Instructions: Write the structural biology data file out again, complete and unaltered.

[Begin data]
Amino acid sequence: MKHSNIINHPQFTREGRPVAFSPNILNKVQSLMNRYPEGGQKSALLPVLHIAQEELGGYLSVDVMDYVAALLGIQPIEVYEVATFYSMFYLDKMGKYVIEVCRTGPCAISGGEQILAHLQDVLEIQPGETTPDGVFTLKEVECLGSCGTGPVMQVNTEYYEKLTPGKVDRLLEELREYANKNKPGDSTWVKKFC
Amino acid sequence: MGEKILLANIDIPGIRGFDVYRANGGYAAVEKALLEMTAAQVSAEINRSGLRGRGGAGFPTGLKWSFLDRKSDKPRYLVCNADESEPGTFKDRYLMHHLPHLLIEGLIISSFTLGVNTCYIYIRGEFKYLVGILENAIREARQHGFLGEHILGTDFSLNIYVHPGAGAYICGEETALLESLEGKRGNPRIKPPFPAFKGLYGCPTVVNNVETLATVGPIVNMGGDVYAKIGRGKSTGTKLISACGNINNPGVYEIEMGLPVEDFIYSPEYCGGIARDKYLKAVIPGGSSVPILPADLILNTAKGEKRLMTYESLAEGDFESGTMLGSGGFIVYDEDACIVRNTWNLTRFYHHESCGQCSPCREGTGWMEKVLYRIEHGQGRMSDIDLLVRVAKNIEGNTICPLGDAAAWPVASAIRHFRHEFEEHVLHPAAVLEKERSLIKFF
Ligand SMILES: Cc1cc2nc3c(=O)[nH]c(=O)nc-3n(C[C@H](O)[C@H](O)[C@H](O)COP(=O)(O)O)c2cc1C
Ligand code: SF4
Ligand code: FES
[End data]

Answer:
Amino acid sequence: MKHSNIINHPQFTREGRPVAFSPNILNKVQSLMNRYPEGGQKSALLPVLHIAQEELGGYLSVDVMDYVAALLGIQPIEVYEVATFYSMFYLDKMGKYVIEVCRTGPCAISGGEQILAHLQDVLEIQPGETTPDGVFTLKEVECLGSCGTGPVMQVNTEYYEKLTPGKVDRLLEELREYANKNKPGDSTWVKKFC
Amino acid sequence: MGEKILLANIDIPGIRGFDVYRANGGYAAVEKALLEMTAAQVSAEINRSGLRGRGGAGFPTGLKWSFLDRKSDKPRYLVCNADESEPGTFKDRYLMHHLPHLLIEGLIISSFTLGVNTCYIYIRGEFKYLVGILENAIREARQHGFLGEHILGTDFSLNIYVHPGAGAYICGEETALLESLEGKRGNPRIKPPFPAFKGLYGCPTVVNNVETLATVGPIVNMGGDVYAKIGRGKSTGTKLISACGNINNPGVYEIEMGLPVEDFIYSPEYCGGIARDKYLKAVIPGGSSVPILPADLILNTAKGEKRLMTYESLAEGDFESGTMLGSGGFIVYDEDACIVRNTWNLTRFYHHESCGQCSPCREGTGWMEKVLYRIEHGQGRMSDIDLLVRVAKNIEGNTICPLGDAAAWPVASAIRHFRHEFEEHVLHPAAVLEKERSLIKFF
Ligand SMILES: Cc1cc2nc3c(=O)[nH]c(=O)nc-3n(C[C@H](O)[C@H](O)[C@H](O)COP(=O)(O)O)c2cc1C
Ligand code: SF4
Ligand code: FES